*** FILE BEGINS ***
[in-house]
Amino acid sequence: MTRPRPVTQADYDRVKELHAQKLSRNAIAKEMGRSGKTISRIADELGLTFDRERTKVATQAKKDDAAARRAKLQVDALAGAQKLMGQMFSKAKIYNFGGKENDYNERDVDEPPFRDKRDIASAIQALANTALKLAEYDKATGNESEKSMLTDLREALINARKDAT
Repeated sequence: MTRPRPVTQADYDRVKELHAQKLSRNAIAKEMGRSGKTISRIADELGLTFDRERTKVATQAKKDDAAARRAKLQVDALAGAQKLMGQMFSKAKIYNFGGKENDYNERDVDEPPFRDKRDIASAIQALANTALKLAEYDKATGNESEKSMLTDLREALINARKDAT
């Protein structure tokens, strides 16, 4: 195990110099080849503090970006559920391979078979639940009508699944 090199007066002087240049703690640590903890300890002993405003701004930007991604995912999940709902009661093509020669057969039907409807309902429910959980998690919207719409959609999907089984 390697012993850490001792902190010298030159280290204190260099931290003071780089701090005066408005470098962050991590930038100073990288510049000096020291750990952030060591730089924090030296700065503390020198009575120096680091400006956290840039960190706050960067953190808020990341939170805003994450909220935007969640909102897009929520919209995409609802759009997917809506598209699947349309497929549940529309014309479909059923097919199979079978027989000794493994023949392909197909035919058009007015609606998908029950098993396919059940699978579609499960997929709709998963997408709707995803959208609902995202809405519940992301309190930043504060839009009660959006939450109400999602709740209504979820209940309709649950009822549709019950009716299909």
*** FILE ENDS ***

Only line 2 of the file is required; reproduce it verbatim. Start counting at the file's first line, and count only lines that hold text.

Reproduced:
Amino acid sequence: MTRPRPVTQADYDRVKELHAQKLSRNAIAKEMGRSGKTISRIADELGLTFDRERTKVATQAKKDDAAARRAKLQVDALAGAQKLMGQMFSKAKIYNFGGKENDYNERDVDEPPFRDKRDIASAIQALANTALKLAEYDKATGNESEKSMLTDLREALINARKDAT